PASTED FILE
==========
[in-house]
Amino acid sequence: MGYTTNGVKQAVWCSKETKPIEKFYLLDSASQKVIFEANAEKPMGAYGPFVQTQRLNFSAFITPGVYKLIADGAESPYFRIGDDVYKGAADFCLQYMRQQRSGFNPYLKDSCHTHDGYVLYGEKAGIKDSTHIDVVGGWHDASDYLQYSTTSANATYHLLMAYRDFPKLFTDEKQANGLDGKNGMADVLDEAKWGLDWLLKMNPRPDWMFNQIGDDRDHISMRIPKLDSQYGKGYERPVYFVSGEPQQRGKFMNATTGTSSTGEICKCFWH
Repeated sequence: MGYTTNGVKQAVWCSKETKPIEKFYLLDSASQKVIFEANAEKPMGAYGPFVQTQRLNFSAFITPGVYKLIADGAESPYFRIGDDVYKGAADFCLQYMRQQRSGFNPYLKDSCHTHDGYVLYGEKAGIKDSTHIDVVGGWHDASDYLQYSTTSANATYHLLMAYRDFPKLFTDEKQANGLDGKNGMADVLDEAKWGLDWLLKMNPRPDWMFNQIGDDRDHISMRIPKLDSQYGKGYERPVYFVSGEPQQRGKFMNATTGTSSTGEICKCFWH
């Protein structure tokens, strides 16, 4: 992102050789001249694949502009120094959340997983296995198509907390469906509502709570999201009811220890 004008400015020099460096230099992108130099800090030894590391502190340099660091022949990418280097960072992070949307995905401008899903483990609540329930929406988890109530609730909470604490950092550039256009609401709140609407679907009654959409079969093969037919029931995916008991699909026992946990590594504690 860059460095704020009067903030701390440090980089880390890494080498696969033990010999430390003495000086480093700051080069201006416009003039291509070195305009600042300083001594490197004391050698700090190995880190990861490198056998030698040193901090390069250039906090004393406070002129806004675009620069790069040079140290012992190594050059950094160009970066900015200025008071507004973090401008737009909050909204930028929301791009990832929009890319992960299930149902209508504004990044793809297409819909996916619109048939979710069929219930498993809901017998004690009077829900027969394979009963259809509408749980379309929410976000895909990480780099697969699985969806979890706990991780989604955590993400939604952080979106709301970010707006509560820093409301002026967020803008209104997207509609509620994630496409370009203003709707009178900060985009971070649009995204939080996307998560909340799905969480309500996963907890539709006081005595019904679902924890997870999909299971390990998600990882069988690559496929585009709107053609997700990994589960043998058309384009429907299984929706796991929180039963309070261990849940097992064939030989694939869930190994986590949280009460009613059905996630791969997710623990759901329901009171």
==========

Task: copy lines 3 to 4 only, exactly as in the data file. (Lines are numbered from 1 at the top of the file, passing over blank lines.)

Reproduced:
Repeated sequence: MGYTTNGVKQAVWCSKETKPIEKFYLLDSASQKVIFEANAEKPMGAYGPFVQTQRLNFSAFITPGVYKLIADGAESPYFRIGDDVYKGAADFCLQYMRQQRSGFNPYLKDSCHTHDGYVLYGEKAGIKDSTHIDVVGGWHDASDYLQYSTTSANATYHLLMAYRDFPKLFTDEKQANGLDGKNGMADVLDEAKWGLDWLLKMNPRPDWMFNQIGDDRDHISMRIPKLDSQYGKGYERPVYFVSGEPQQRGKFMNATTGTSSTGEICKCFWH
């Protein structure tokens, strides 16, 4: 992102050789001249694949502009120094959340997983296995198509907390469906509502709570999201009811220890 004008400015020099460096230099992108130099800090030894590391502190340099660091022949990418280097960072992070949307995905401008899903483990609540329930929406988890109530609730909470604490950092550039256009609401709140609407679907009654959409079969093969037919029931995916008991699909026992946990590594504690 860059460095704020009067903030701390440090980089880390890494080498696969033990010999430390003495000086480093700051080069201006416009003039291509070195305009600042300083001594490197004391050698700090190995880190990861490198056998030698040193901090390069250039906090004393406070002129806004675009620069790069040079140290012992190594050059950094160009970066900015200025008071507004973090401008737009909050909204930028929301791009990832929009890319992960299930149902209508504004990044793809297409819909996916619109048939979710069929219930498993809901017998004690009077829900027969394979009963259809509408749980379309929410976000895909990480780099697969699985969806979890706990991780989604955590993400939604952080979106709301970010707006509560820093409301002026967020803008209104997207509609509620994630496409370009203003709707009178900060985009971070649009995204939080996307998560909340799905969480309500996963907890539709006081005595019904679902924890997870999909299971390990998600990882069988690559496929585009709107053609997700990994589960043998058309384009429907299984929706796991929180039963309070261990849940097992064939030989694939869930190994986590949280009460009613059905996630791969997710623990759901329901009171």